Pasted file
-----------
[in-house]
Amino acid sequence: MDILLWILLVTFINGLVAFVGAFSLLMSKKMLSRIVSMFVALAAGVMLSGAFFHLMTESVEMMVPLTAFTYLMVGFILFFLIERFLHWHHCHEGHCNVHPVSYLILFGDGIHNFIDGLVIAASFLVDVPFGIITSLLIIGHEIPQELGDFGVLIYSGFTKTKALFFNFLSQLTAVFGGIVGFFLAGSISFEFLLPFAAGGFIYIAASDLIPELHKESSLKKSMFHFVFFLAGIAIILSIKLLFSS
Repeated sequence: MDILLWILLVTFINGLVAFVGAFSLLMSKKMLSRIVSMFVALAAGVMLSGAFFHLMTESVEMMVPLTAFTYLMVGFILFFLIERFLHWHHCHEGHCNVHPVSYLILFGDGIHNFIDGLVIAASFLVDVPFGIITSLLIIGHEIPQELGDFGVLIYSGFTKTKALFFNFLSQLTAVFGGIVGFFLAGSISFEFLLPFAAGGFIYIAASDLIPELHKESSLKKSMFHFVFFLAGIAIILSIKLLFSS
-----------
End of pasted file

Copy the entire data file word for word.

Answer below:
[in-house]
Amino acid sequence: MDILLWILLVTFINGLVAFVGAFSLLMSKKMLSRIVSMFVALAAGVMLSGAFFHLMTESVEMMVPLTAFTYLMVGFILFFLIERFLHWHHCHEGHCNVHPVSYLILFGDGIHNFIDGLVIAASFLVDVPFGIITSLLIIGHEIPQELGDFGVLIYSGFTKTKALFFNFLSQLTAVFGGIVGFFLAGSISFEFLLPFAAGGFIYIAASDLIPELHKESSLKKSMFHFVFFLAGIAIILSIKLLFSS
Repeated sequence: MDILLWILLVTFINGLVAFVGAFSLLMSKKMLSRIVSMFVALAAGVMLSGAFFHLMTESVEMMVPLTAFTYLMVGFILFFLIERFLHWHHCHEGHCNVHPVSYLILFGDGIHNFIDGLVIAASFLVDVPFGIITSLLIIGHEIPQELGDFGVLIYSGFTKTKALFFNFLSQLTAVFGGIVGFFLAGSISFEFLLPFAAGGFIYIAASDLIPELHKESSLKKSMFHFVFFLAGIAIILSIKLLFSS